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Everything You Need to Know about Guo Da Li

Confused about Guo Da Li, the Chinese wedding ritual that sees the groom’s family present the bride’s family with a variety of traditional gifts? Our guide has everything you need — from who should be involved and what to buy, to the meanings behind the gifts and the rundown of the day.

What is Guo Da Li?

Guo da li (過大禮 in Chinese, literally “pass big gift,” also known as guo dai lai) is a ritual that is commonly performed as part of Chinese weddings. Sometimes referred to as “betrothal” in English, and comparable to the concept of “bride price” practiced in many parts of the world, it is a formal ceremony that sees the groom’s family presenting the bride’s family with an elaborate set of gifts and lai see.

With this tradition, the groom shows the bride and her family his sincerity in taking her hand in marriage, and his promise to look after her for the rest of their lives. In previous times, this also marked the “official” betrothal between the couple.

After the guo da li ceremony, the bride’s family would in turn send a thank you gift consisting roughly of half of the gifts received, alongside other auspicious items. This is known as wui lai (回禮, literally “return gift”). Traditionally, the thank you gift symbolises their acceptance of the marriage proposal.

The practice originates from time immemorial, and as with many other Chinese wedding customs is loaded with symbolism — but there were practical reasons for it, too. In ancient times, women moved away from their family home after marriage with little opportunity to visit in the future. The guo da li gifts were a way for the groom to thank them and compensate for their loss.

The tradition has lived on today, and remains a part of weddings in Hong Kong, mainland China and Singapore.

With this tradition, the groom shows the bride and her family his sincerity in taking her hand in marriage, and his promise to look after her for the rest of their lives.

Rundown

Pick a date

Select a date for the guo da li ceremony, which should be between 14 to 60 days before the wedding day. Consult the Tung Shing for auspicious dates and hours.

Prepare the gifts

The groom’s family will put together a variety of gifts, usually presented in packages. This should be an even number, owing to the belief that it is auspicious for weddings (think the “double happiness” Chinese character usually used at weddings). See our checklist at the end of the article.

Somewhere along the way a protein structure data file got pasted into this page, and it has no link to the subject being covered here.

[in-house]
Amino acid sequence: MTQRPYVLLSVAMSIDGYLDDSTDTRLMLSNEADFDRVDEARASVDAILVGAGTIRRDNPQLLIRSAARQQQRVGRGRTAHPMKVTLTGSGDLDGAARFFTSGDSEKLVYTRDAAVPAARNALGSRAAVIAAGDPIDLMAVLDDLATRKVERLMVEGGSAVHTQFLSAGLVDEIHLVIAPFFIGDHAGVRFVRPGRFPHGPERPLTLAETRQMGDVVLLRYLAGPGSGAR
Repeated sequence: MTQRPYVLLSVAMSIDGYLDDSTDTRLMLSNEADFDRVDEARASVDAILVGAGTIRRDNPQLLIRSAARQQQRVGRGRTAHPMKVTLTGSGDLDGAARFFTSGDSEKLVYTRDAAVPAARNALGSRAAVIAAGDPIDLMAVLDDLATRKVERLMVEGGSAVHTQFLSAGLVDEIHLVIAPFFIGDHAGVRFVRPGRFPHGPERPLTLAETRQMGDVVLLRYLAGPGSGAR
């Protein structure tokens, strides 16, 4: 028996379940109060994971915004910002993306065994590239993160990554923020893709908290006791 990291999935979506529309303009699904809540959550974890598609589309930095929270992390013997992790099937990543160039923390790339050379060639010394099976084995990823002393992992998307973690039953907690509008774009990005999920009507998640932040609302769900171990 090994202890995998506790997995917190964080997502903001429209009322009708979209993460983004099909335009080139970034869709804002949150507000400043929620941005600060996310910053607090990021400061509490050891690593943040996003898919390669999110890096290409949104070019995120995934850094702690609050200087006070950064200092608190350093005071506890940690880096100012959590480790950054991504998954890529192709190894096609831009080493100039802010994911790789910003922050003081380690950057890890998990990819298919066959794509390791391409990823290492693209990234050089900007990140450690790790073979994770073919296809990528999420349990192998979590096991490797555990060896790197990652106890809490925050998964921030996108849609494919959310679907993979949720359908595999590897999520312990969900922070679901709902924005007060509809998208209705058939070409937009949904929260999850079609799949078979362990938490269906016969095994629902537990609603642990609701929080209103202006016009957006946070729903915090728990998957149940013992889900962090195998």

There is no hard and fast rule on how much money to give — though there is usually a mutual understanding between the families on the amount expected.

Assemble manpower

Guo da li usually takes place inside the bride’s parents’ home. Some of their relatives may be present.

The bride and groom are not supposed to take part. In fact, tradition dictates that they shouldn’t see each other that day.

The groom’s parents shouldn’t be present either, according to tradition. Find a designated “person of good fortune” (see explanation of this special role in our guide to the hair combing ceremony) to represent the groom’s parents — preferably someone female. The groom’s other relatives may be present.

You can arrange for a dai kam je (大妗姐, literally “elderly female/wife of mother’s brother”) to host the ceremony. This doesn’t actually have to be your aunt — they can be any female relative who is familiar with Chinese weddings, who can guide you and your families.

The groom can ask the groomsmen to help out. It’s best for the number of attendees from the groom’s side to be an even number.

The bride and groom are not supposed to take part. In fact, tradition dictates that they shouldn’t see each other that day.

Commence with ceremony

The dai kam je will begin the ceremony by opening each of the gift boxes while saying auspicious expressions.

Upon receipt of the gifts, the bride’s family will partially return the gifts as a thank you — in addition to other gifts they had prepared.

It’s a good idea for the groom’s family to divide the gifts into two sections, making it easier for the bride’s family to return around half of it.

After the ceremony wraps up, the bride’s family can then put up wedding decorations outside the home to indicate a marriage is imminent. Traditionally, the families can only send out wedding invites after guo da li is done — though this is not strictly observed in modern times, given that the ritual only takes place in the two months leading up to the wedding.

Dos

Help your families manage expectations on how much is gifted. The couple can discuss the topic with their parents beforehand and communicate this to the other party in order to avoid any awkwardness.

Get organised with gift-buying and prepping.

Simplify things, if neither families are too bothered about following tradition to the T. Many traditional bakeries and shops in Hong Kong offer ready-made guo da li packages. Just add your main cash gift, candles, cakes and lai see for the dried seafood and “three livestocks” (chicken, pork and fish).

Don’ts

Show up during guo da li. Grooms can accompany their relatives to the bride’s home for guo da li, though they would need to wait outside the property. At no point should the bride be seen.

Eat the Chinese wedding cakes (for brides only). It’s believed that eating the cake signifies the bride diminishing her luck.

Stress out about gift-buying. You can add an “all-encompassing lai see” (that will be indicated as such) which will cover costs of gifts you may have missed out.